Essays on Employment Decisions Essay

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The paper 'Employment Decisions' is a wonderful example of a Management Essay. Economists have defined the various factors of production. These are prerequisites for any business enterprise to prosper. Labour is among the factors of production and it is indispensable. Managers are faced with difficult decisions all the time regarding employees and issues related to employment (Gilley 2001, p. 62). When economic times become difficult, many enterprises are faced with the prospects of downsizing the number of employees they have so as to survive the harsh economic times and make a small margin.

This is important to the companies otherwise they would have to close shop together which is a negative prospect. Faced with delicate choices, the management has to choose the lesser of the two evils: laying off workers to save on costs or having the whole company going down (Singh 2010, p. 19). Another possible cause for layoffs is redundancy. With the ever-changing technology, it gets a point where the services of certain employees are no longer needed in a company. This happens where companies undergo automation and the task which was being performed by a number of people is performed by a specialist and a machine.

At times, an employee may no longer be relevant to the company. Most employees are dependent upon their jobs for their daily bread and having their employment terminated is perhaps the greatest heartache that an employee can experience (Gilley 2001, p. 65). The paper focuses on the sensitive issue of layoffs. It is premised on the fact that it is not only the employees whose services are terminated who get psychological torture. Those employees who survive the ax usually face an uncertain future and this may affect their performance.

As a certain proverb goes, when a slave sees his fellow slave cast into a shallow grave, he knows that when his time comes he will go the same way. Body Importance of motivating survivors Layoffs leave survivors and these are the people who are considered fit to continue serving in the organization after the company has carried out a downsizing exercise. It is important for the management to spare no effort and perhaps expense in ensuring that the employees who survive this drastic action remain productive or even become more productive.

It is extremely important for the management to show that their employees are valued. It is important that the management takes time with each individual employee and inform them how important their contribution is (Green & Butkus 1999, p. 27). The survivors need to know how the management fees as a result of their effectiveness in the workplace which has resulted in the company moving from one level to another. This plays an important of ensuring that employees feel as valuable people and not just statistics who are judged by what they do and who can be let go in a huff. As a result of layoffs, a state of deep mistrust arises between the survivors and their bosses.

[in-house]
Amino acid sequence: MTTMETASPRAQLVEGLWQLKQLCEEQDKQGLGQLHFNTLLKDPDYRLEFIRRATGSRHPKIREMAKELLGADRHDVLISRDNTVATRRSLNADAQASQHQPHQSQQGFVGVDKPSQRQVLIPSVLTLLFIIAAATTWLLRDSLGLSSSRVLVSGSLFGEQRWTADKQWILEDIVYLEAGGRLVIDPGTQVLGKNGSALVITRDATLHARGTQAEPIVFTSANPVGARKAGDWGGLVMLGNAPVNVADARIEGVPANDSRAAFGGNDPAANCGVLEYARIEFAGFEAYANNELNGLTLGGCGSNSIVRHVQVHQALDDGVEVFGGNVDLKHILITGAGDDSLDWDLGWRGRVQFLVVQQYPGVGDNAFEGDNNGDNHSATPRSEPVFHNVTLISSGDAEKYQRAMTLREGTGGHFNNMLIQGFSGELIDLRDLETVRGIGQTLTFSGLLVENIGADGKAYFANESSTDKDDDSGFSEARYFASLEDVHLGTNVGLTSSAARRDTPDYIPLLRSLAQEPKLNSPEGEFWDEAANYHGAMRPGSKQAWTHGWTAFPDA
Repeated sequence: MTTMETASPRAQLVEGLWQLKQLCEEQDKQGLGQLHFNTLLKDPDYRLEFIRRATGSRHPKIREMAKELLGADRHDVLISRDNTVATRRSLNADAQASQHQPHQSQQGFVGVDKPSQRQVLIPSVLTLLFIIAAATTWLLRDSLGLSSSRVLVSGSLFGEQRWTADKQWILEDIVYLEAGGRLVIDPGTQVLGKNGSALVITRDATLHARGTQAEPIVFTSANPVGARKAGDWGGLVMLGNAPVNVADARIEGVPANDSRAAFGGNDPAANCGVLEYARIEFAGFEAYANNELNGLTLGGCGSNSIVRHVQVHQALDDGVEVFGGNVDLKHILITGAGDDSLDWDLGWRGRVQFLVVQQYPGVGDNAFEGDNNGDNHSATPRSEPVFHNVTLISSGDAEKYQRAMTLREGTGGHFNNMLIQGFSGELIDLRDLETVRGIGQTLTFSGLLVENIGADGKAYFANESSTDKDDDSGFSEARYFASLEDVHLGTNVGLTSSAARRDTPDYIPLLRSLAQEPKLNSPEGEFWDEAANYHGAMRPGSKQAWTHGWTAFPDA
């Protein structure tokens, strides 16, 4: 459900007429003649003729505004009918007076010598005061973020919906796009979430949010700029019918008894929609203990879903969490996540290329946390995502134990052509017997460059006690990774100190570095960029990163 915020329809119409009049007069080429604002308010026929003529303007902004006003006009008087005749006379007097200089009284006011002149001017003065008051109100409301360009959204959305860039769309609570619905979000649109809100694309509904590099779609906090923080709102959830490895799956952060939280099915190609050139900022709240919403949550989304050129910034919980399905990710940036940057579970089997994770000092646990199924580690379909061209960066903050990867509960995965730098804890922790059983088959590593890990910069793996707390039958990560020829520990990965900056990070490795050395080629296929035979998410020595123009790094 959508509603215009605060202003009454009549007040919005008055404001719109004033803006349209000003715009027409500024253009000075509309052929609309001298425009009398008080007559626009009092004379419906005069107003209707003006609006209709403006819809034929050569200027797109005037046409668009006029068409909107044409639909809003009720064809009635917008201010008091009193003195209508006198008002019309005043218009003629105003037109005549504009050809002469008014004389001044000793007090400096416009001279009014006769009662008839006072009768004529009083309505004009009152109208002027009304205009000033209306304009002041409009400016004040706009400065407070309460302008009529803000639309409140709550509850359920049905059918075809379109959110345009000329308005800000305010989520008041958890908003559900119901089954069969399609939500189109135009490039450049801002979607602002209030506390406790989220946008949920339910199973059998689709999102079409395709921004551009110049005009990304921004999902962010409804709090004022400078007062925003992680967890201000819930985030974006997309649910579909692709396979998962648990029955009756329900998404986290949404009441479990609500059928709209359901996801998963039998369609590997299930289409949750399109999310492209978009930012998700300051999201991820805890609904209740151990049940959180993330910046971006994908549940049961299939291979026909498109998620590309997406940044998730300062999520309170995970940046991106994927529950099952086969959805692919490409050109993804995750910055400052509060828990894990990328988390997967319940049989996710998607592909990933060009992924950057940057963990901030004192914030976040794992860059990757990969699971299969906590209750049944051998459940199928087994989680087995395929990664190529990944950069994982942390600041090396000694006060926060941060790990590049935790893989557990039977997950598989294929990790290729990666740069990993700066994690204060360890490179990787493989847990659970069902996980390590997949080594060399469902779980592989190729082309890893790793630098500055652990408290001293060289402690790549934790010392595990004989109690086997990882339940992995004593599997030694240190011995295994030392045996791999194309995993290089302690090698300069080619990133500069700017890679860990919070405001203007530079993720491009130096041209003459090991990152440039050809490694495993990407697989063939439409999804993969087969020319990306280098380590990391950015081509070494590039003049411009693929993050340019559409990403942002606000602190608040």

There are many questions which linger in their mind as to what the future holds for them in the organization. It is important that the management reverses this state of affairs. With a deep sense of mistrust, there is nothing much that can be achieved at the organization since an employee shall probably be thinking about insecurity at the workplace rather than how to perform their respective duties in an excellent manner.

To regain the trust of the employees, it behooves the management to reassure the survivors that their positions are still secure and they should have absolutely nothing to fear (Staufenbiel & Konig 2010, p. 103).

References

Cameron, E, & Green, M 2004, ‘Making sense of change management: a complete guide to the models, tools and techniques of organizational change’, Kogan Page, London.

Dencker, J 2012, ‘Who Do Firms Lay Off and Why?’ Industrial Relations: A Journal of Economy and Society, vol.51, no.1, pp 152-169.

Gilley, J 2001, ‘The manager as change agent: a practical guide for developing high-performance people and organizations’, Perseus Books, Oxford.

Green, T B & Butkus, R 1999, ‘Motivation, beliefs, and organizational transformation’, Quorum Books, Westport, Conn.

Haltiwanger, J.C., Lane, J.I., Spletzer, J.R., 2007, Wages, productivity, and the dynamic interaction of businesses and workers, Labour Economics, vol.14, no.3, pp 575-602.

Karnes, R. 2009, ‘A Change in Business Ethics: The Impact on Employer–Employee Relations’, Journal of Business Ethics, vol.87, no.2, pp 189-197.

Singh, K. 2010, ‘Organizational behaviour: text and cases’, Pearson Chandigarh.

Staufenbiel, T. & Konig, C. 2010, ‘A model for the effects of job insecurity on performance, turnover intention, and absenteeism’, Journal of Occupational and Organizational Psychology, vol.83, no.1, pp 101-117.

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